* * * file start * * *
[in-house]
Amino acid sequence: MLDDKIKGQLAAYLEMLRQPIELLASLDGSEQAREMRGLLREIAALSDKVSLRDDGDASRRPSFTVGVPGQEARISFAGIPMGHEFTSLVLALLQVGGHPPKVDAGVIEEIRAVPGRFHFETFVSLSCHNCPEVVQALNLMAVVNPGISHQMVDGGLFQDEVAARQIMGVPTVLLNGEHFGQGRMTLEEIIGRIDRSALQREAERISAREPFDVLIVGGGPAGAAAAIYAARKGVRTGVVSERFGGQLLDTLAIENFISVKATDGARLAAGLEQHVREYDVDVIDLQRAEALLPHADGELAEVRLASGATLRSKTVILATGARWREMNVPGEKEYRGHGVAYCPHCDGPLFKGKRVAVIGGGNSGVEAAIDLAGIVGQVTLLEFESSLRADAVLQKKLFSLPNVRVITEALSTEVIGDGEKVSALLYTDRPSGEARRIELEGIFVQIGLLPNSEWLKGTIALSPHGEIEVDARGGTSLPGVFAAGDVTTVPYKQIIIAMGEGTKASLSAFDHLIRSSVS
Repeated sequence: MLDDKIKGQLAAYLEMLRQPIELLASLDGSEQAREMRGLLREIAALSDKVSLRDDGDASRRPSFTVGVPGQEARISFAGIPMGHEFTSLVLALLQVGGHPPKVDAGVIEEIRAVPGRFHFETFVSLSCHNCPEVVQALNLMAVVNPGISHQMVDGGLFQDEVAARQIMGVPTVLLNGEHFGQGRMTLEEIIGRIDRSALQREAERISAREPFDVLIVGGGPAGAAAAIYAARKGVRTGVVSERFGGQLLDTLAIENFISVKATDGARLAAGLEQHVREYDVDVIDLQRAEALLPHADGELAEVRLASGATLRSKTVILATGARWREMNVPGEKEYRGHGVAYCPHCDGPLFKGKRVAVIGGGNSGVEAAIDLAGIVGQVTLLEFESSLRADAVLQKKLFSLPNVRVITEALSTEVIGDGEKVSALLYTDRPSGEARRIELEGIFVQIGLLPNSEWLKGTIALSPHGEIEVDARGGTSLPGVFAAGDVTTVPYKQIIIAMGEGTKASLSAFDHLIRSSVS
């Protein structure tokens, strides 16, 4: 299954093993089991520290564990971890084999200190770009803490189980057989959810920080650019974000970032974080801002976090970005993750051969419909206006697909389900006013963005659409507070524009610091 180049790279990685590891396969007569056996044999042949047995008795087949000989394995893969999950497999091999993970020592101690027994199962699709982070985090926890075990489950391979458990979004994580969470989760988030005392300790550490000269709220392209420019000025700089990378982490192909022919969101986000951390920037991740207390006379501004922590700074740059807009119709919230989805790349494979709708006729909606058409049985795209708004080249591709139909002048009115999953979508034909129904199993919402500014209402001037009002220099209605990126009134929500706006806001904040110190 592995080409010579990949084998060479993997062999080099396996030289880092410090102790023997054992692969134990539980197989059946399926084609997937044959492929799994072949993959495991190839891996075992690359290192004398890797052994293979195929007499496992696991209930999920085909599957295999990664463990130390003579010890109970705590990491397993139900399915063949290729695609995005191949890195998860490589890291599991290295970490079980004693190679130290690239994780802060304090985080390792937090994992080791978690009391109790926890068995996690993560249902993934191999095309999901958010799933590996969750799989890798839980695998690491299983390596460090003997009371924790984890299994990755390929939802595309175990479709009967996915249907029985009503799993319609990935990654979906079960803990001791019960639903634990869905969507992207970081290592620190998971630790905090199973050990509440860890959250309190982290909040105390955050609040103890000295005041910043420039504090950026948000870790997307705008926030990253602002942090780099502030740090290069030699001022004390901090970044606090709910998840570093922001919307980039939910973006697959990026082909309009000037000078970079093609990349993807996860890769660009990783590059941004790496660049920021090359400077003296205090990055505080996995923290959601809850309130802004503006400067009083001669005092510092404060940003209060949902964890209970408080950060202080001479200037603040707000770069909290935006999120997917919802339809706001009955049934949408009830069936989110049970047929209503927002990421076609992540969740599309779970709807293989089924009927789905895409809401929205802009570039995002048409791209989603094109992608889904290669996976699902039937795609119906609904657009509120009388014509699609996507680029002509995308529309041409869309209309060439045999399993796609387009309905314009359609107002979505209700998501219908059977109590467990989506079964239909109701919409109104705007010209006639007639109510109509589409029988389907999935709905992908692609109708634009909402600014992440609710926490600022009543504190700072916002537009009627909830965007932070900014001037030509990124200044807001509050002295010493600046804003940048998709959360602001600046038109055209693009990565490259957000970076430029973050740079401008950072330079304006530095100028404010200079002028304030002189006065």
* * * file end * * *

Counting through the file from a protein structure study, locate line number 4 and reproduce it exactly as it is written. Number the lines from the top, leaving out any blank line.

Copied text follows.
């Protein structure tokens, strides 16, 4: 299954093993089991520290564990971890084999200190770009803490189980057989959810920080650019974000970032974080801002976090970005993750051969419909206006697909389900006013963005659409507070524009610091 180049790279990685590891396969007569056996044999042949047995008795087949000989394995893969999950497999091999993970020592101690027994199962699709982070985090926890075990489950391979458990979004994580969470989760988030005392300790550490000269709220392209420019000025700089990378982490192909022919969101986000951390920037991740207390006379501004922590700074740059807009119709919230989805790349494979709708006729909606058409049985795209708004080249591709139909002048009115999953979508034909129904199993919402500014209402001037009002220099209605990126009134929500706006806001904040110190 592995080409010579990949084998060479993997062999080099396996030289880092410090102790023997054992692969134990539980197989059946399926084609997937044959492929799994072949993959495991190839891996075992690359290192004398890797052994293979195929007499496992696991209930999920085909599957295999990664463990130390003579010890109970705590990491397993139900399915063949290729695609995005191949890195998860490589890291599991290295970490079980004693190679130290690239994780802060304090985080390792937090994992080791978690009391109790926890068995996690993560249902993934191999095309999901958010799933590996969750799989890798839980695998690491299983390596460090003997009371924790984890299994990755390929939802595309175990479709009967996915249907029985009503799993319609990935990654979906079960803990001791019960639903634990869905969507992207970081290592620190998971630790905090199973050990509440860890959250309190982290909040105390955050609040103890000295005041910043420039504090950026948000870790997307705008926030990253602002942090780099502030740090290069030699001022004390901090970044606090709910998840570093922001919307980039939910973006697959990026082909309009000037000078970079093609990349993807996860890769660009990783590059941004790496660049920021090359400077003296205090990055505080996995923290959601809850309130802004503006400067009083001669005092510092404060940003209060949902964890209970408080950060202080001479200037603040707000770069909290935006999120997917919802339809706001009955049934949408009830069936989110049970047929209503927002990421076609992540969740599309779970709807293989089924009927789905895409809401929205802009570039995002048409791209989603094109992608889904290669996976699902039937795609119906609904657009509120009388014509699609996507680029002509995308529309041409869309209309060439045999399993796609387009309905314009359609107002979505209700998501219908059977109590467990989506079964239909109701919409109104705007010209006639007639109510109509589409029988389907999935709905992908692609109708634009909402600014992440609710926490600022009543504190700072916002537009009627909830965007932070900014001037030509990124200044807001509050002295010493600046804003940048998709959360602001600046038109055209693009990565490259957000970076430029973050740079401008950072330079304006530095100028404010200079002028304030002189006065």